In what could be a major victory for pay-TV operators, FCC Chairman Tom Wheeler said he plans to circulate an order that would remove 50-year-old "exclusivity" laws that restrict operators from importing signals from distant stations during impasses with local broadcasters over retransmission fees.
"In this item, the commission takes its thumb off the scales and leaves the scope of such exclusivity to be decided by the parties, as we did in the Sports Blackout Order last year," Wheeler said in a blog post. "In so doing, the commission would take 50-year old rules off our books that have been rendered unnecessary by today's marketplace."
Broadcast retransmission fees are accelerating quickly and set to reach $9.8 billion by 2020, according to SNL Kagan. As it has sought to identify factors inhibiting growth of the U.S. broadband market, meanwhile, Congress has identified the impact of fast-rising program licensing fees paid by cable companies. The FCC is responding by looking at the rules that govern retrans negotiations.
With exclusivity rules taken out of the equation, an operator like, say, Mediacom would have had decidedly more leverage as negated with station group Media General in July. For its part, Media General pulled 14 network affiliates off the MSO's program grid, depriving Mediacom customers in Midwestern markets access to the Big Four broadcast networks. Removing the exclusivity rules would minimize the leverage created by implementing such a blackout. For instance, in Fort Wayne, Ind., where CBS affiliate WANE-TV was blacked out for two weeks in July, Mediacom would have, under revised laws, been able to deliver its customers in that area a signal from a more distant CBS affiliate.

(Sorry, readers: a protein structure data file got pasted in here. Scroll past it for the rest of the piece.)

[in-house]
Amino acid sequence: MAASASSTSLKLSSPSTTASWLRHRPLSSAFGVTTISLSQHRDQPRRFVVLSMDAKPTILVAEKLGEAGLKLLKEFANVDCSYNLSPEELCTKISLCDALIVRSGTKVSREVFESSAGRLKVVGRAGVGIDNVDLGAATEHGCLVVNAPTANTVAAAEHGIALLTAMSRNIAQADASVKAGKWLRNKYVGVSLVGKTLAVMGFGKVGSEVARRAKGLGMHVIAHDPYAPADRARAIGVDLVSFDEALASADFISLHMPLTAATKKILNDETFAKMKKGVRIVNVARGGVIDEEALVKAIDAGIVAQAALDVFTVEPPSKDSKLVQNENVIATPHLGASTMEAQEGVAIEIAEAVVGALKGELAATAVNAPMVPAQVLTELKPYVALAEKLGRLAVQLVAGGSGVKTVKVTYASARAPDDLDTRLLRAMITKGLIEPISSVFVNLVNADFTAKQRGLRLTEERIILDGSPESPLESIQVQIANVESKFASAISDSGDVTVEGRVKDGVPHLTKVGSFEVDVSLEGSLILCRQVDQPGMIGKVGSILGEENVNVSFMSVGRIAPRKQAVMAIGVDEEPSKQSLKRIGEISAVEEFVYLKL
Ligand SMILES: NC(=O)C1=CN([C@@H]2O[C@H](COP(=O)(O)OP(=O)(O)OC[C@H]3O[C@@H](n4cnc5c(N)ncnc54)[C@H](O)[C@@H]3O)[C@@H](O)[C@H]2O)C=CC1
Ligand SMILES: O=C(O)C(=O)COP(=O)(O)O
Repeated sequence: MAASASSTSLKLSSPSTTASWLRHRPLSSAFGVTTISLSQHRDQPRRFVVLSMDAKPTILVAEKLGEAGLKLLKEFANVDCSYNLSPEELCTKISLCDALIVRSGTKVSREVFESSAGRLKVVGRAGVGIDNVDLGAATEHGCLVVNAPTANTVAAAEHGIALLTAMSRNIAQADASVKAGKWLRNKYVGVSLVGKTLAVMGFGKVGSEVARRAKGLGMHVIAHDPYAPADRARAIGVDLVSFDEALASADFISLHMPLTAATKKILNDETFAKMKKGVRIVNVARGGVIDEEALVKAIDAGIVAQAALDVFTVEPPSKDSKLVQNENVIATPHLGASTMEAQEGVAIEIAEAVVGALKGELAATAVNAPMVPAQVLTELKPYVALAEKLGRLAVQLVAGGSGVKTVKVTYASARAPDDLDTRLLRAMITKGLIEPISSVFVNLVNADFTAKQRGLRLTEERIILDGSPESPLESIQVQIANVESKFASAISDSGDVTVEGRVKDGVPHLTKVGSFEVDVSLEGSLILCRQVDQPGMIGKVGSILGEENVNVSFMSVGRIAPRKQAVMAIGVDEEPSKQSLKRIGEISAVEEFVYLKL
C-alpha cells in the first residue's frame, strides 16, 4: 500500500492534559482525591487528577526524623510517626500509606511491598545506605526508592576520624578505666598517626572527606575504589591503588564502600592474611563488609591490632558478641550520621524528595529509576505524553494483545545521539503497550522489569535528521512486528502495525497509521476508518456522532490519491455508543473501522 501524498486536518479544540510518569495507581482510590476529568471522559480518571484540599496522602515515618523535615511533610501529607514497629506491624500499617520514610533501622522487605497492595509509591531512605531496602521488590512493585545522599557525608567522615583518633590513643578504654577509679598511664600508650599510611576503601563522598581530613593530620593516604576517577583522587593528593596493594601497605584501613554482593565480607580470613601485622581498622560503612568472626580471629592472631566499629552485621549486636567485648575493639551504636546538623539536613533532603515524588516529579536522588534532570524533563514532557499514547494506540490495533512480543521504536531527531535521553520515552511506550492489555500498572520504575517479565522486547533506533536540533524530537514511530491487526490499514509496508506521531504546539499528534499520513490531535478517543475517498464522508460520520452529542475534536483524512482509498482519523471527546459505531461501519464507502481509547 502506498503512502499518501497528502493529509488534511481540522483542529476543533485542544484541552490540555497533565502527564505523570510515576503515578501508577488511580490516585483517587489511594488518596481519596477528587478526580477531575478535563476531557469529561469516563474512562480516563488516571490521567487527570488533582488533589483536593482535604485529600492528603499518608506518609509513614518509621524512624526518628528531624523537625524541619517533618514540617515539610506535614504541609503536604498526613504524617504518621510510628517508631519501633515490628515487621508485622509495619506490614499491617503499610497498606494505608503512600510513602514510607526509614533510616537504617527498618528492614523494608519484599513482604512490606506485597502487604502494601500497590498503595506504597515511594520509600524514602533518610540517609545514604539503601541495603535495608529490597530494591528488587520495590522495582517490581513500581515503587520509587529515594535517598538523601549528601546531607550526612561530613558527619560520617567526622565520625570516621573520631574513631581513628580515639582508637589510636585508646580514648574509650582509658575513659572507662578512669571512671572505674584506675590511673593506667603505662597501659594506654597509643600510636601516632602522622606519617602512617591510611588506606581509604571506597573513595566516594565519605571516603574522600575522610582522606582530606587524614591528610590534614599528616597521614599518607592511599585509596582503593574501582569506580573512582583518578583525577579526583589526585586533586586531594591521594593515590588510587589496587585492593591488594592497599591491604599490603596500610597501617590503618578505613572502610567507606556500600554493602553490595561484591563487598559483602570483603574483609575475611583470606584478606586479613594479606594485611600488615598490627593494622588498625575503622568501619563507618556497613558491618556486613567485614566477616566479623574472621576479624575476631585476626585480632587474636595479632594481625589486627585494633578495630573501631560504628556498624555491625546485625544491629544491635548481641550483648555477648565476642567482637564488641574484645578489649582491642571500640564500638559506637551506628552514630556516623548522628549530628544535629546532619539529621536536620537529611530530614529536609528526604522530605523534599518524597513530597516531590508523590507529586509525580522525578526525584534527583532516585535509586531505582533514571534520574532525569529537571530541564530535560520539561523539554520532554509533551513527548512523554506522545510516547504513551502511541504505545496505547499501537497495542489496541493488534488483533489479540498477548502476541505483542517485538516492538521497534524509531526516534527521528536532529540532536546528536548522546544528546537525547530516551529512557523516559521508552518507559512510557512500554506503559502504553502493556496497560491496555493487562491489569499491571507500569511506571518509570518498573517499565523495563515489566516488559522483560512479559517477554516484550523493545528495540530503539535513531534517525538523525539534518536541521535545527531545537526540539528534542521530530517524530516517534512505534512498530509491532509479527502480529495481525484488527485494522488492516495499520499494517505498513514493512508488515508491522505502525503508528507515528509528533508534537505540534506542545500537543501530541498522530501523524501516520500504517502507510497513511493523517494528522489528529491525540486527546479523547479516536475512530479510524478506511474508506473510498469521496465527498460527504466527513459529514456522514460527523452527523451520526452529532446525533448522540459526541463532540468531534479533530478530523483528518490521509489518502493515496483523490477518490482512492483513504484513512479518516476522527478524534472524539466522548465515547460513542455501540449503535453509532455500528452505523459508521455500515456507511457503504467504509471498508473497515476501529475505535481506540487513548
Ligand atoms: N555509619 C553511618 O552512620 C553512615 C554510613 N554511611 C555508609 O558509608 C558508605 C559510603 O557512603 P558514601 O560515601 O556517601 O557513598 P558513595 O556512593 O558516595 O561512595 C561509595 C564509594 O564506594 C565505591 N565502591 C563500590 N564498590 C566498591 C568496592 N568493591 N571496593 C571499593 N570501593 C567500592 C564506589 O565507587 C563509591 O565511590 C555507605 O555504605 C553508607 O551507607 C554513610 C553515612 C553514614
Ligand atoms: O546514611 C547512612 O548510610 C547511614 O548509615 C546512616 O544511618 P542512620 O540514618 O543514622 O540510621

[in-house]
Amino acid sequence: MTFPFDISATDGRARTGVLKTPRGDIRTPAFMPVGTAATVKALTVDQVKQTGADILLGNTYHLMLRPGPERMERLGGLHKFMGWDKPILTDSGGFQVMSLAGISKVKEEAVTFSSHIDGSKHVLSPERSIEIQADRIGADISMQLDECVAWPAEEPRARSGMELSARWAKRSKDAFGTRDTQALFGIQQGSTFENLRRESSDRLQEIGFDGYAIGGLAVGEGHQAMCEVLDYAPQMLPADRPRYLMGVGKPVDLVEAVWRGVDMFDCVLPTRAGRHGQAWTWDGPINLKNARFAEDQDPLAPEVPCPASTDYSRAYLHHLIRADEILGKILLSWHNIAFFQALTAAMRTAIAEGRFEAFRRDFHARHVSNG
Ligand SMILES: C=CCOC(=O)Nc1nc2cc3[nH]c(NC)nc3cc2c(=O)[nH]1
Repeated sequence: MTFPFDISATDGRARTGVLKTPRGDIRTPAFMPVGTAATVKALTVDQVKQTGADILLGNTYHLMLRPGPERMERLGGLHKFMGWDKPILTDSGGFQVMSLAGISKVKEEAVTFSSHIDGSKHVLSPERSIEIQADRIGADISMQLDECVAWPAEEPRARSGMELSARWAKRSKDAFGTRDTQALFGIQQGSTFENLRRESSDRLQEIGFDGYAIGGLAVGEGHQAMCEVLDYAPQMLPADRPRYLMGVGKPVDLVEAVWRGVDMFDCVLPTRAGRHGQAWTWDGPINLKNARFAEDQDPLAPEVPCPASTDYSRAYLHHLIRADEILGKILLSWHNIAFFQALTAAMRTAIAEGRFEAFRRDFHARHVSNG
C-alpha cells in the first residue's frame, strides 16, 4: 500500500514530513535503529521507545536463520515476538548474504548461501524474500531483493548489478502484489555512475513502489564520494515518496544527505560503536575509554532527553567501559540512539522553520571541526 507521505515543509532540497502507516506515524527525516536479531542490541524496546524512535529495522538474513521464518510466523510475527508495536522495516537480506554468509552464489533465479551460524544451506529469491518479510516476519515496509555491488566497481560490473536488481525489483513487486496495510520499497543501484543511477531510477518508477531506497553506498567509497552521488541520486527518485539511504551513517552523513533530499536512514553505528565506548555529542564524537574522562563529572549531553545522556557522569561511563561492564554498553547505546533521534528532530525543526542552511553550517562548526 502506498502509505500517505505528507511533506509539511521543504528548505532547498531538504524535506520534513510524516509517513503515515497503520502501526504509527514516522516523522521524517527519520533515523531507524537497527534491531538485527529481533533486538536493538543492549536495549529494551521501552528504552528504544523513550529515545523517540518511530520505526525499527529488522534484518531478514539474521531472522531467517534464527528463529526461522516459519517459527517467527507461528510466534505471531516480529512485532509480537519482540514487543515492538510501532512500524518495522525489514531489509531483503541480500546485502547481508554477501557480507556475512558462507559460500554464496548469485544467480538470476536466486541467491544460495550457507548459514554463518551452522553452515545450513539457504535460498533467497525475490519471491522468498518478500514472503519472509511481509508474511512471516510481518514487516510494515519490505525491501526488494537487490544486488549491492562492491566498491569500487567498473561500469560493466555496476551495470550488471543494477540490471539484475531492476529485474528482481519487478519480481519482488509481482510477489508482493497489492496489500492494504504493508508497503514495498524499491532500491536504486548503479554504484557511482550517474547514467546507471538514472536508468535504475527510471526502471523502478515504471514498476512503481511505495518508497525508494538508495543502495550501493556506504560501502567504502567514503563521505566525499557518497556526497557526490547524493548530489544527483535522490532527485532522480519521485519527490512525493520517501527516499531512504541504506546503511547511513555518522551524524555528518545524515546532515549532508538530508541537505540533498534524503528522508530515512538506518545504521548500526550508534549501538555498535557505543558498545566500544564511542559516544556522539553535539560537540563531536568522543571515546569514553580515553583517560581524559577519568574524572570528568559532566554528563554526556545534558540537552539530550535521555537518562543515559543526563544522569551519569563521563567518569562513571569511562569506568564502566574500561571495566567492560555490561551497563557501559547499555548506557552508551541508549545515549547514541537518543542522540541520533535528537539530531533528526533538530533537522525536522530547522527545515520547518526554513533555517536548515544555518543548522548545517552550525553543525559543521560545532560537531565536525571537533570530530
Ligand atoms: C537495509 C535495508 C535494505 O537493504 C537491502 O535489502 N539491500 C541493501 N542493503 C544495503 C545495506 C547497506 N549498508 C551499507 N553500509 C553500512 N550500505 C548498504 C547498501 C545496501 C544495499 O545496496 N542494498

Not surprisingly, cable operators are thrilled with Wheeler's plan. The American Television Alliance called the chairman's proposal "a step in the right direction."
Also not surprisingly, broadcasters are less thrilled. "Exclusivity rules are a lynchpin of the local broadcast business model and help sustain viewer access not only to high-quality network entertainment programming, but also to local news and lifeline information," said Dennis Wharton, spokesman for the National Association of Broadcasters. "The order currently circulating at the commission imposing changes to these rules would threaten the vibrancy of our uniquely free and local broadcast system. NAB strongly opposes this order that would ultimately cause harm to consumers and their reliance on localism."
For its part, CBS Corp. has had the most publicly aggressive stance on retransmission fee growth, projecting its bounty will reach $2 billion by 2020.
"We have the most watched programming there is anywhere, and we will get paid the appropriate amount for it," CBS CEO Leslie Moonves said Aug. 5 during the company's second-quarter earnings call.
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